Early screening tool leads to earlier diagnosis and treatment for autism spectrum disorder

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Since its debut in 2011, the Get SET Early program, which allows pediatricians and parents to relatively easily search for indicators of autism spectrum disorder (ASD) in children 1 year old, has steadily increased in use and validation. Early screening and identification of ASD has been linked to more effective treatment.

A new study published in the April 26, 2021 issue of the Journal of Pediatrics by researchers at the University of California’s San Diego School of Medicine further supports these findings.

Led by Karen Pierce, Ph.D., a professor in the Department of Neurosciences who and colleagues created the Get SET Early program, researchers at the UC San Diego Autism Center of Excellence (ACE) have a network of 203 pediatricians in the San Diego region that systematically screened 59,411 infants or young children during their 12-, 18-, and 24-month exams.

Parents completed a validated questionnaire about their child’s use of eye contact, words, gestures and other forms of age-appropriate communication either on paper or on an iPad. The final question about the screening tool: “Are you concerned about your child’s development?” (Yes or no).

Digital screens automatically rated patients as pass or fail. Pediatricians were asked to indicate whether they referred infants who failed screening for further evaluation, and if not, why not.

A total of 897 children failed the initial screening and were further evaluated at ACE. Within this cohort, 403 received a subsequent diagnosis of ASD. Approximately 60 percent of these children were screened during their 12 month baby visits and received a full assessment, diagnosis, and referral for treatment by 15 months of age.

“There is ample evidence that early therapy can have beneficial effects on the developing brain,” said Pierce, co-director of ACE. “The ability to diagnose and begin treatment for autism around a child’s first birthday has tremendous potential to change outcomes for children with the disorder. These toddlers started early as part of the Get SET Early program Treatment about three years earlier than the national average of 52 months. “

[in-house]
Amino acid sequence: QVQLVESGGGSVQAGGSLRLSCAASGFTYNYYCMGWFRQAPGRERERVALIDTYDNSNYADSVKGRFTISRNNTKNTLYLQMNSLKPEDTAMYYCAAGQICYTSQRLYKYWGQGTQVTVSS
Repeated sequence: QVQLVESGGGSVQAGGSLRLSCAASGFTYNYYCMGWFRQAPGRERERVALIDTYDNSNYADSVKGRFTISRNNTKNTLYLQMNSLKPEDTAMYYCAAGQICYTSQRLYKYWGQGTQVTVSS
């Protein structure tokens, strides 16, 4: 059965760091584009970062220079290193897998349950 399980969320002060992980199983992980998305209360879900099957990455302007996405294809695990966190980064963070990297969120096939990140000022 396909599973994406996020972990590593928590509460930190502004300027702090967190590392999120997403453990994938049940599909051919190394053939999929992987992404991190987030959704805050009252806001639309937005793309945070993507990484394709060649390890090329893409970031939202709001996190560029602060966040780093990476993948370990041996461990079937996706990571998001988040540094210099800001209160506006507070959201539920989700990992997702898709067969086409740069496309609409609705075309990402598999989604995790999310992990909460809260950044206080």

However, the study also yielded some surprising results: the participating pediatricians referred only 39 percent of the infants who failed screening for additional assessment.

“Data from the iPads suggests the referral was missing from the referral because pediatricians believed the screen’s results were incorrect,” Pierce said. “However, when a parent realized they were concerned by ticking ‘yes’ to the last question, the referral rate rose to 70 percent.

“These results underscore the importance of parental involvement and input in trying to identify the earliest signs of ASD or other developmental delays in young children. If you are a parent and have even minor concerns about your child’s development, you must speak up. Don’t wait. Your voice has weight. “

It is estimated that ASD affects 1 in 54 children born in the United States. Several studies, including research by Pierce and colleagues, have found that simple parenting checklists performed on a child’s first birthday can identify symptoms of ASD. Early diagnoses have shown themselves to be highly stable after just 14 months.

According to Pierce, the Get SET Early program, which has been expanded to other cities and states with funding from the National Institute of Mental Health, is practically free for any pediatrician practice.

Autism diagnoses prove to be very stable after just 14 months

More information:
Karen Pierce et al. Get SET Early to Identify and Treat Autism Spectrum Disorder at 1 Year and Discover Factors Affecting Early Detection, The Journal of Pediatrics (2021). DOI: 10.1016 / j.jpeds.2021.04.041 Provided by the University of California – San Diego

Quote: Early Screening Tool Guides Earlier Diagnosis and Treatment of Autism Spectrum Disorders (2021 May 10), accessed May 10, 2021 from https://medicalxpress.com/news/2021-05-early-screening- tool-earlier-diagnosis.html

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